A Ceasefire, then what? Israeli-Palestinian conflict returns to square one
Beyond the hundreds of lives lost, perhaps the worst aspect of the predictably one-sided conflict between Israel and Gaza is that once a ceasefire is in effect, it will be back to square one.
When it comes, the cessation of hostilities will, of course, be highly welcome. But it will also be the beginning of just another interlude that will end with their resumption. It could be a few months down the line, or a couple of years at best.
That pattern is unlikely to change in the absence of dramatic developments on a much broader scale — such as Israel being held to account for its actions by its allies and sponsors. Some of them are, no doubt, seeking to counsel restraint. But Israel is confident there will be no price to pay if it turns a deaf ear to their polite entreaties, which are anyhow accompanied by assurances that of course Israel has every right to defend itself against missiles fired from Gaza.
The Hamas missiles play into Israel’s narrative of coming under attack from forces bent upon its destruction, never mind the fact that they have never been capable of doing much harm. Only a relatively small proportion is claimed to have been thwarted by Israel’s Iron Dome missile defense system; the rest, too, have inflicted little noticeable damage, unlike the supposedly retaliatory Israeli air strikes.
The missile launches would be stupid even if they weren’t so demonstrably futile; their ability to claim Israeli civilian casualties, which is the ostensible aim, would in fact render them even more morally reprehensible. Their impotence, though, is hardly worthy of being ignored — even though that is exactly what numerous western news outlets routinely do by suggesting that the ongoing hostilities are in some way a contest between equals.
As Gideon Levy puts it in the Israeli newspaper Haaretz, “The only way the besieged Gaza Strip can remind people of its existence is by firing rockets, and the West Bank only gets onto the agenda these days when blood is shed there.”
The BBC’s bias in this respect has lately been questioned by some commentators in Britain, although it is by no means the worst offender. One particularly insidious aspect of recent western coverage has gone largely unremarked, though. On July 7, for instance, the BBC reported that Israeli Prime Minister Benjamin Netanyahu had “promised to bring to justice” the murderers of Palestinian teenager Mohammed Abu Khdeir, adding: “Police believe there was a nationalist motive to the killing…”
A few days earlier it had reported that Israeli police were investigating whether the murder was a criminal act or one motivated by nationalism. No such dichotomy was attempted in earlier reports about the murder of three Israeli teenagers.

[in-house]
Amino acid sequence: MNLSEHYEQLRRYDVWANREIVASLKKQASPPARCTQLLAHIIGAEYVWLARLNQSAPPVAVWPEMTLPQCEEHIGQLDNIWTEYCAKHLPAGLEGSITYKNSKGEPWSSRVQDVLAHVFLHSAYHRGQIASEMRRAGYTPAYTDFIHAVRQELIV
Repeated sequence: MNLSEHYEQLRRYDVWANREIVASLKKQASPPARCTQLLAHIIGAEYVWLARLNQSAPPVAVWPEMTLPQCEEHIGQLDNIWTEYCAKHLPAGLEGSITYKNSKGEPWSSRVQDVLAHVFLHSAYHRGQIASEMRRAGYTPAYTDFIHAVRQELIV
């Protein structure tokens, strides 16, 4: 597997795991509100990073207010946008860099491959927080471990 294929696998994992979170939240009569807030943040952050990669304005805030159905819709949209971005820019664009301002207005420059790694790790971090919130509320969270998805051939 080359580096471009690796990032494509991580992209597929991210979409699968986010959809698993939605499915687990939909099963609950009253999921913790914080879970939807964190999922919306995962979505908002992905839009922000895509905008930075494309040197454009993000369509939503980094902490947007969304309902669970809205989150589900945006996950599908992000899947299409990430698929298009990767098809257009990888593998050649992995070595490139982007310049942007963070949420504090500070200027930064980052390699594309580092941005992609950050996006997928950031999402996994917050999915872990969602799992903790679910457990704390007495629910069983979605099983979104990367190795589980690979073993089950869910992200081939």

Both murders were undoubtedly heinous atrocities. It has been said that the Israeli teens were kidnapped with the probable intent of exchanging them for Palestinian prisoners, and their captors shot them dead in a panic when one of the boys managed to get through the police on a mobile phone. That does not reduce the viciousness of the crime.
The same goes for the retaliatory nature of the Palestinian teenager’s victimization; he appears to have been abducted with the intent of being put to death, and to have been set on fire while he was alive.
The context of the agony he suffered is obviously not irrelevant. But then, nor is the broader context whereby Israeli security forces routinely target Palestinian youngsters, who end up brutalized, tortured, imprisoned — or dead.
Neither that, nor the fact that the young Israeli victims lived in illegal settlements, can even begin to justify their adduction and summary execution. At the same time, there can be no justification for the Israeli government’s retaliatory measures, given the credible accusation that it knew more or less right away that the boys had been murdered, as well as the identity of the culprits — who are believed to be associated with Hamas, although there is thus far no evidence their crime was authorized by the organization’s hierarchy.
As American commentator Max Blumenthal recently explained it, “From the moment the three Israeli teens were reported missing last month, Israeli Prime Minister Benjamin Netanyahu and the country’s military-intelligence apparatus suppressed the flow of information to the general public. Through a toxic blend of propaganda, subterfuge and incitement, they inflamed a precarious situation, manipulating Israelis into supporting their agenda until they made an utterly avoidable nightmare inevitable.”
Had the known facts been revealed right away, there would have been little excuse for the collective punishment that followed across the West Bank, with the Palestinian Authority (PA) administration of Mahmoud Abbas collaborating to the best of its ability, and Gaza, with Hamas retaliating with a demonstration of its seemingly pointless firepower.
Israel took the formation of a Palestinian unity government last month as a personal affront, even though it was largely a concession by Hamas that could have led to the re-establishment of the PA’s remit over Gaza.
That was not to be. And as civilians in Gaza bear the brunt of Israeli attacks, we are told that the perpetrators are decent enough to warn their victims in advance of impending air strikes. How polite. At the same time, there is widespread analytical consensus that Israel has no desire to destroy Hamas, because it fully understands the alternative may well be radically worse.
And so the cycle of mindless violence continues. To appreciate its absurdity, line up images of the four murdered teenagers, and perhaps those who have been killed before and since on both sides. And try to guess the difference.
By Mahir Ali